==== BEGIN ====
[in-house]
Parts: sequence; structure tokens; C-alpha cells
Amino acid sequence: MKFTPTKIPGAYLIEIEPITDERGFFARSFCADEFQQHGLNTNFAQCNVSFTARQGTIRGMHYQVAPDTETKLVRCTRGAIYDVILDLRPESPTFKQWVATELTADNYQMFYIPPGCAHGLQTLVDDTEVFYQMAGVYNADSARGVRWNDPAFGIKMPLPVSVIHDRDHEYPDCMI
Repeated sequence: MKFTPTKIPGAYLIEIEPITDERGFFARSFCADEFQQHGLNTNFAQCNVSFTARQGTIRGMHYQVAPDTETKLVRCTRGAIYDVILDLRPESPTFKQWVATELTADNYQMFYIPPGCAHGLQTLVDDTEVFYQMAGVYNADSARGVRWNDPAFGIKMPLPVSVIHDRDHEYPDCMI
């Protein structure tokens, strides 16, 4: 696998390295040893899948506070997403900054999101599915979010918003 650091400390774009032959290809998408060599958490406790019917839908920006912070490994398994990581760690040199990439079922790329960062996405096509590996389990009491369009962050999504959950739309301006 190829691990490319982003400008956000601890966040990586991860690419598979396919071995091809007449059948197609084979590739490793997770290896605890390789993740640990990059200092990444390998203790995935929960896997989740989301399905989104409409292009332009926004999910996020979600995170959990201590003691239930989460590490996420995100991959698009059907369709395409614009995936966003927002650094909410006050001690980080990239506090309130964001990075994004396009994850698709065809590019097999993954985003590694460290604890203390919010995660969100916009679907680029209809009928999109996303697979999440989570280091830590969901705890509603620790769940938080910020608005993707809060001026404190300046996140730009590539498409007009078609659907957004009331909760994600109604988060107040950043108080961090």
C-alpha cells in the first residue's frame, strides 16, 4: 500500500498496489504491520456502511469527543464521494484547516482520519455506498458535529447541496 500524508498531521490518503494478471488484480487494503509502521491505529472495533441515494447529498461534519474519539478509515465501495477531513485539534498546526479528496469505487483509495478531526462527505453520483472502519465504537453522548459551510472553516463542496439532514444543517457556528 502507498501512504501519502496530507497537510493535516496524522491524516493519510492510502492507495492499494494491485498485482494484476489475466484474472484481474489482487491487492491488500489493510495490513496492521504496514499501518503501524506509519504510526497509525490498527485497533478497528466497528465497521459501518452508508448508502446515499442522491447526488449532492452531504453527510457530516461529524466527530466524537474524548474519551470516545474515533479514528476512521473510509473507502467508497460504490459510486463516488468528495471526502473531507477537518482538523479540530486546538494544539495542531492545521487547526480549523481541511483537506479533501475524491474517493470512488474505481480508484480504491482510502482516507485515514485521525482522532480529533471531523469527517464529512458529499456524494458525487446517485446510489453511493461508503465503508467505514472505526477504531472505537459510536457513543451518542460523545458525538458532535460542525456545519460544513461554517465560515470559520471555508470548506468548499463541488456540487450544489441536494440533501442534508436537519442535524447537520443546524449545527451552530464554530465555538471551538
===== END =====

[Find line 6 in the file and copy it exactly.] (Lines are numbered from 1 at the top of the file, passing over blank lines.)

C-alpha cells in the first residue's frame, strides 16, 4: 500500500498496489504491520456502511469527543464521494484547516482520519455506498458535529447541496 500524508498531521490518503494478471488484480487494503509502521491505529472495533441515494447529498461534519474519539478509515465501495477531513485539534498546526479528496469505487483509495478531526462527505453520483472502519465504537453522548459551510472553516463542496439532514444543517457556528 502507498501512504501519502496530507497537510493535516496524522491524516493519510492510502492507495492499494494491485498485482494484476489475466484474472484481474489482487491487492491488500489493510495490513496492521504496514499501518503501524506509519504510526497509525490498527485497533478497528466497528465497521459501518452508508448508502446515499442522491447526488449532492452531504453527510457530516461529524466527530466524537474524548474519551470516545474515533479514528476512521473510509473507502467508497460504490459510486463516488468528495471526502473531507477537518482538523479540530486546538494544539495542531492545521487547526480549523481541511483537506479533501475524491474517493470512488474505481480508484480504491482510502482516507485515514485521525482522532480529533471531523469527517464529512458529499456524494458525487446517485446510489453511493461508503465503508467505514472505526477504531472505537459510536457513543451518542460523545458525538458532535460542525456545519460544513461554517465560515470559520471555508470548506468548499463541488456540487450544489441536494440533501442534508436537519442535524447537520443546524449545527451552530464554530465555538471551538